“Antony Polonsky is very open,” she says, “very encouraging to his students, supporting them” regardless of whether they share his research interests. “He has great passion not just for Jewish culture and literature but for Polish literature and culture and poetry. “His impact on Jewish studies in Poland is huge, “ she said. “In some ways one doesn’t know what will happen to Jews and the memory of Jews in Poland, but research on Polish Jews has been established in Poland, and Antony Polonsky played a very important role in that.”
All agreed that Polin: Studies in Polish Jewry, a journal created and edited by Polonsky over the past quarter-century, was one of his signal accomplishments, for it bridged the worlds of North American, Polish and Israeli scholars and became an important resource for contributors to new understandings of Polish and east European Jewry.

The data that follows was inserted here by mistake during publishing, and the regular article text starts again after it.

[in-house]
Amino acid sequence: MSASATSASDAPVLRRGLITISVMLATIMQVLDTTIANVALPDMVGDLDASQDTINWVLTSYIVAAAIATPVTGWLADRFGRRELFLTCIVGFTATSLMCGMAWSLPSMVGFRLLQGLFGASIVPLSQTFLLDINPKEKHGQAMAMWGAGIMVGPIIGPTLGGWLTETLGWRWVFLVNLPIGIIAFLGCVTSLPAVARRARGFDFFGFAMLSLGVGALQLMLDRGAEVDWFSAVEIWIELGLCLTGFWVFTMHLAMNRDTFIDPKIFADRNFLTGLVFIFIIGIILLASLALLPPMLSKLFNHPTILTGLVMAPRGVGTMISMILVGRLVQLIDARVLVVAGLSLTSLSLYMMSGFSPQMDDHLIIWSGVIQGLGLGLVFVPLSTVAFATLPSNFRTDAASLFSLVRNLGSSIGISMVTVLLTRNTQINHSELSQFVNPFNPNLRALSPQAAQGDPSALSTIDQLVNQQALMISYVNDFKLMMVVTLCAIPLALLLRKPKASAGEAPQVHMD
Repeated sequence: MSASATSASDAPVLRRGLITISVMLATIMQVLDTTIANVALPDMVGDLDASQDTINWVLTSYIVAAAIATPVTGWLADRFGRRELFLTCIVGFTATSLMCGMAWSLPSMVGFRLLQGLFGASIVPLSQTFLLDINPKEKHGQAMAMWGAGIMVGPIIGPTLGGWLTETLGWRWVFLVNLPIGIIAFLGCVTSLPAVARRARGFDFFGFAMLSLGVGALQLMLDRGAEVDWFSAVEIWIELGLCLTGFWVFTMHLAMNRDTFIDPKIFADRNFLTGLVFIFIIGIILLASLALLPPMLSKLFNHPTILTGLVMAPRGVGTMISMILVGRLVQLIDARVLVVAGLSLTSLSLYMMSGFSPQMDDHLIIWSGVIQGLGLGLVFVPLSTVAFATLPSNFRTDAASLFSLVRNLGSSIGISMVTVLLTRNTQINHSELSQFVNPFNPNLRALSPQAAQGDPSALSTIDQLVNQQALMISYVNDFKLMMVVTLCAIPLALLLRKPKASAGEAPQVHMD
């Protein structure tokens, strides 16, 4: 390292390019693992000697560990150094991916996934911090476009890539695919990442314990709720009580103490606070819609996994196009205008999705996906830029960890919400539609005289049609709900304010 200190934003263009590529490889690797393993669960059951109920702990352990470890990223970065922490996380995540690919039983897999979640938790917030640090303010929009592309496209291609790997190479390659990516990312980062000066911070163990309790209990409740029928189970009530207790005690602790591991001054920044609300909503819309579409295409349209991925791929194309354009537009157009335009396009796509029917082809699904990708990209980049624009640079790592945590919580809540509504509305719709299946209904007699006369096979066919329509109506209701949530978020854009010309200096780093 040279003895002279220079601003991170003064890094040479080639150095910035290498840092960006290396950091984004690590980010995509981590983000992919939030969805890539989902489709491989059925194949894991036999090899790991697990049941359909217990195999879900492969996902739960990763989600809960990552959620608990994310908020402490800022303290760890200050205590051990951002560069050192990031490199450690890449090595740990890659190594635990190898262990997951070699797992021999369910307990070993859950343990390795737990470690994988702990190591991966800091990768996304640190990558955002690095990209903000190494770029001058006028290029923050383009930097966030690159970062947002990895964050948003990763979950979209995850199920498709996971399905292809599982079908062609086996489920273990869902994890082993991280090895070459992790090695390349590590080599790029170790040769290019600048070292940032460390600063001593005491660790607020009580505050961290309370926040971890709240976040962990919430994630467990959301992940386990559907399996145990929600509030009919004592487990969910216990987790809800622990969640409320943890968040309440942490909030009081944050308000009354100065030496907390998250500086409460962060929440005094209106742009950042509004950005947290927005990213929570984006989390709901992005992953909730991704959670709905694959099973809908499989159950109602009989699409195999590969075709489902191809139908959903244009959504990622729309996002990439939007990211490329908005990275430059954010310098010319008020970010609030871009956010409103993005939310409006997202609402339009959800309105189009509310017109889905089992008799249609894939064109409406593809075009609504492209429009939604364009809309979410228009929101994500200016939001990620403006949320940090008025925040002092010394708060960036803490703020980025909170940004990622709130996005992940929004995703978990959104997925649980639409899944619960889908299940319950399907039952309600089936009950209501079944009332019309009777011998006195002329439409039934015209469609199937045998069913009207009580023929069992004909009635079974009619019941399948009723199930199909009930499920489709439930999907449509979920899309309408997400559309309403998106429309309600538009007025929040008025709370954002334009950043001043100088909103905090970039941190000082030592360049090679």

Polin grew out of a conference Polonsky helped organize at Oxford in 1984 that initiated a period of major breakthroughs in Polish-Jewish relations. Further conferences followed in 1986 at Brandeis and at Jagiellonian University in Krakow, and finally in early 1988 at the Hebrew University of Jerusalem.
The conferences forged an international cadre of scholars involved the study of the Polish-Jewish past and Polin has provided a continuing forum in which they and succeeding generations of researchers could express their views. Polonsky edited the first six of the annual editions while based in London, and brought the enterprise with him to Brandeis. The 24th volume is scheduled for publication in December.